For carriers, engaging in SDN provides the opportunity to cut operational and capital expenses, and enhance innovation. This allows providers to make the leap from bit mover to customer-experience provider. We’ve already discussed how and why this happens, but what are real life outcomes? As I’ve mentioned before, there are many carriers that are currently using and/or experimenting with SDN. Some of the short- and longer-term use cases for the technology include:
- Service-aware routing: Rather than traditional metrics such as shortest path to route traffic, carriers can use SDN to implement service-aware routing, or traffic steering, to get packets where they need to go most efficiently. Service-aware routing can streamline delivery of long-lived flows, such as video, based on a subscriber’s profile, the congestion state of network, and other parameters.
- Resource optimization: By providing global visibility and control, SDN management tools make it possible to provision a network dynamically. As a result, networks can be more elastic, which means carriers can maximize link utilization and other resources.
- Power conservation: SDN can help carriers manage overall capacity so network platforms can be shut down at quiet times.
- Simplified provisioning: Carriers that want to offer “high-touch” services today must configure many routers and “middle boxes.” With SDN, operators simply program flow rules that stream together the right access, security, QoS, and other policies along with the pipelines for each flow.
- User experience optimization: Tightly integrated control and data planes result in a static network. Because SDN allows operators to modify the control plane dynamically, it is possible to deliver a consistent, high-quality user experience. A subscriber could switch between chatting on their smart phone, watching a video, and streaming music without their service declining. Gaming, videoconferencing, and other interactive traffic can be sent down a path engineered for optimal experience while non-subscribers’ traffic is routed normally.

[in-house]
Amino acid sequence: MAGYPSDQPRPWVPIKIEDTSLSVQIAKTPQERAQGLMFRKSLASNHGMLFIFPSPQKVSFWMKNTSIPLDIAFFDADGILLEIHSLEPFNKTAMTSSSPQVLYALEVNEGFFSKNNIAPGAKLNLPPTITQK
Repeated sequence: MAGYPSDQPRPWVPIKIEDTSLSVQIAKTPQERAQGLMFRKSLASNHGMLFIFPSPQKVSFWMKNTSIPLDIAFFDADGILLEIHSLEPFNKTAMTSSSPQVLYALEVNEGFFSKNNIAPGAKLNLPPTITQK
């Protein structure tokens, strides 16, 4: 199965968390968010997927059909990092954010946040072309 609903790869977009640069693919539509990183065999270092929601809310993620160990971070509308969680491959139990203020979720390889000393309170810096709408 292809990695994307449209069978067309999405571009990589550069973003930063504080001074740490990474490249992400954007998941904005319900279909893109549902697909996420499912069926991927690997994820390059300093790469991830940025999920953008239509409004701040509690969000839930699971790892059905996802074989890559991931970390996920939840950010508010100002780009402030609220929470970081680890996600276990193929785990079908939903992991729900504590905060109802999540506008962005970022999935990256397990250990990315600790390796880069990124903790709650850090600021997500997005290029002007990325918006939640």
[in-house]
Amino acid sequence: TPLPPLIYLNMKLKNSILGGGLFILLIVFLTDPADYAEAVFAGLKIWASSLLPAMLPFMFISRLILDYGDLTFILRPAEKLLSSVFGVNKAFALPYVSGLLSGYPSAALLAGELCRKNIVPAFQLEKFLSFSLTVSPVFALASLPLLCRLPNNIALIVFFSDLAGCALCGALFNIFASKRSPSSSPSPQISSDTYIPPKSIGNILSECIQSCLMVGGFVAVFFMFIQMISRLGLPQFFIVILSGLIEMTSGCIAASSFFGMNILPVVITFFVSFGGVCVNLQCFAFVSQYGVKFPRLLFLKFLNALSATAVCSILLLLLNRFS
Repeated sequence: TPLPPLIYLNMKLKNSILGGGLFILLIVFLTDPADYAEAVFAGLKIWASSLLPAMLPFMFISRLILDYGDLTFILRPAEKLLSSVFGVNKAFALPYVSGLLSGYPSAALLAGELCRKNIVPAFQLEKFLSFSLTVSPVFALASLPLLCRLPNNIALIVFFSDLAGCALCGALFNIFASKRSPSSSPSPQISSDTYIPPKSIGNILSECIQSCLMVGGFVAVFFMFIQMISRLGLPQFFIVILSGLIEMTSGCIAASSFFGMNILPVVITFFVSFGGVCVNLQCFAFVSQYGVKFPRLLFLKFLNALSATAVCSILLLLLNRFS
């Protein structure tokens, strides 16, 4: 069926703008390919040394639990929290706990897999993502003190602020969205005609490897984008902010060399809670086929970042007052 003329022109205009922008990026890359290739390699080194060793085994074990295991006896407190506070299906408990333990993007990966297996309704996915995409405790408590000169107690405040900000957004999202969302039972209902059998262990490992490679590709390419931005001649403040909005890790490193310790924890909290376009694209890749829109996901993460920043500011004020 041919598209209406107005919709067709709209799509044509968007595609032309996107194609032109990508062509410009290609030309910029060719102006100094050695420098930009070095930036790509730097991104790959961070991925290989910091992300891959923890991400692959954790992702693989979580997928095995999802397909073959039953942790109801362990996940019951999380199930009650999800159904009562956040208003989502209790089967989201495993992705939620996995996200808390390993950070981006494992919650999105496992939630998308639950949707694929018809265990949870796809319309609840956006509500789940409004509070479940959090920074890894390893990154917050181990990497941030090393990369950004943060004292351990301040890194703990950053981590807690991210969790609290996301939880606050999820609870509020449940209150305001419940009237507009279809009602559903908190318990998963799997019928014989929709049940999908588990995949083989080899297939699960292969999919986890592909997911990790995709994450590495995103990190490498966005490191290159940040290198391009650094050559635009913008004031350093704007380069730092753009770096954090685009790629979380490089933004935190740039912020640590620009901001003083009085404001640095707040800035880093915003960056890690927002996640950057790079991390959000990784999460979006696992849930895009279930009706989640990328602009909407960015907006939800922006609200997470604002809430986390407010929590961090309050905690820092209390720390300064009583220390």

- Bandwidth on demand: Business customers would love the opportunity to turn bandwidth up and down as needed. SDN allows carriers to implement a time-sharing model for bandwidth. Customers get greater bandwidth flexibility and pay only for what they use, and carriers can multiplex links that otherwise would have been dedicated for private use.
- Data center and other cloud services: SDN’s virtualization and traffic management capabilities can help carriers offer cloud services, including hybrid cloud computing for business customers and third parties and cloud services that tie into the hypervisor infrastructure in enterprise customers’ data centers.
Carriers have great expertise building highly available, scalable networks and providing service assurances. They can leverage these strengths as the network paradigm shifts to favor software. By providing network programmability, virtualization, and intelligent flow management, SDN lets carriers offer more value per bit at a lower cost per bit.
*This is the final post of a 3-part blog series. Also find Part 1: Is SDN a Salvation for Carriers, and Part 2: Why SDN is Beneficial for Carriers for more details.